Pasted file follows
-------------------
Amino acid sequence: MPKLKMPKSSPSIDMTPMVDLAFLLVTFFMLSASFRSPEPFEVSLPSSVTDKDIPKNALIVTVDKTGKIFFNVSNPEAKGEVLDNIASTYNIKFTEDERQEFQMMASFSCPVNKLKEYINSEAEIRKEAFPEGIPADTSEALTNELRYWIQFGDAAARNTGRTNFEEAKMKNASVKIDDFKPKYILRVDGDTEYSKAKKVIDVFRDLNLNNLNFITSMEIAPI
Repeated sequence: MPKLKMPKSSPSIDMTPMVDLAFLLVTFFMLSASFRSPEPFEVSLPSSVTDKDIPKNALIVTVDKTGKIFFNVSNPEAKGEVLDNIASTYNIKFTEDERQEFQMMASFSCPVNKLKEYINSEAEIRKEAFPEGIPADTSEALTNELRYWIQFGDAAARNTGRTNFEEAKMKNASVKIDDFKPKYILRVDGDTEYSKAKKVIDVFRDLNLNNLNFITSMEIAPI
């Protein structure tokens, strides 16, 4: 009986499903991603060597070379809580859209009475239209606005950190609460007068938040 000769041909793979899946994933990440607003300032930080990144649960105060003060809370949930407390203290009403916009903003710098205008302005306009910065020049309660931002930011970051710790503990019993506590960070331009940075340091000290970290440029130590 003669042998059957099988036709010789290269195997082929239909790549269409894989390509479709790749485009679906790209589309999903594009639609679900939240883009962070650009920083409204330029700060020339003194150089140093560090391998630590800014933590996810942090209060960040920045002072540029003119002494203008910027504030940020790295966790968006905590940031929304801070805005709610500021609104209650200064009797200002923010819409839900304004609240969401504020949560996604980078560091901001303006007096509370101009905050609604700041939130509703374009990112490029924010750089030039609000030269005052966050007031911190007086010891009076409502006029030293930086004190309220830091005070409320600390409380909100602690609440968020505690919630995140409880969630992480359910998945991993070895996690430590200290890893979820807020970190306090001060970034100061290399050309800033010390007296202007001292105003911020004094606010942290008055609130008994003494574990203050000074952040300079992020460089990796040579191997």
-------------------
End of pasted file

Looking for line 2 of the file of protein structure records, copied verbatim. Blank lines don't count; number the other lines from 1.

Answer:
Repeated sequence: MPKLKMPKSSPSIDMTPMVDLAFLLVTFFMLSASFRSPEPFEVSLPSSVTDKDIPKNALIVTVDKTGKIFFNVSNPEAKGEVLDNIASTYNIKFTEDERQEFQMMASFSCPVNKLKEYINSEAEIRKEAFPEGIPADTSEALTNELRYWIQFGDAAARNTGRTNFEEAKMKNASVKIDDFKPKYILRVDGDTEYSKAKKVIDVFRDLNLNNLNFITSMEIAPI